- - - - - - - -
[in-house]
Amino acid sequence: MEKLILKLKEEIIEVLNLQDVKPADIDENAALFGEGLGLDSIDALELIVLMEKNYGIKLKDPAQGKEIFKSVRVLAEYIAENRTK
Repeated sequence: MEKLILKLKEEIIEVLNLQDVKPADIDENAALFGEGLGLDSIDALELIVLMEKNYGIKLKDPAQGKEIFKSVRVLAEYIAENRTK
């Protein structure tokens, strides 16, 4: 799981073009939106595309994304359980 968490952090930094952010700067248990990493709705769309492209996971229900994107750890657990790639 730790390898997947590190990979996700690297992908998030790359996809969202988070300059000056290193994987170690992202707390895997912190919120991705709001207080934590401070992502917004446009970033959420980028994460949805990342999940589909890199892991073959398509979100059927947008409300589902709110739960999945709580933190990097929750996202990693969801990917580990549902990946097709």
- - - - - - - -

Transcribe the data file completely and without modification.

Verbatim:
[in-house]
Amino acid sequence: MEKLILKLKEEIIEVLNLQDVKPADIDENAALFGEGLGLDSIDALELIVLMEKNYGIKLKDPAQGKEIFKSVRVLAEYIAENRTK
Repeated sequence: MEKLILKLKEEIIEVLNLQDVKPADIDENAALFGEGLGLDSIDALELIVLMEKNYGIKLKDPAQGKEIFKSVRVLAEYIAENRTK
């Protein structure tokens, strides 16, 4: 799981073009939106595309994304359980 968490952090930094952010700067248990990493709705769309492209996971229900994107750890657990790639 730790390898997947590190990979996700690297992908998030790359996809969202988070300059000056290193994987170690992202707390895997912190919120991705709001207080934590401070992502917004446009970033959420980028994460949805990342999940589909890199892991073959398509979100059927947008409300589902709110739960999945709580933190990097929750996202990693969801990917580990549902990946097709």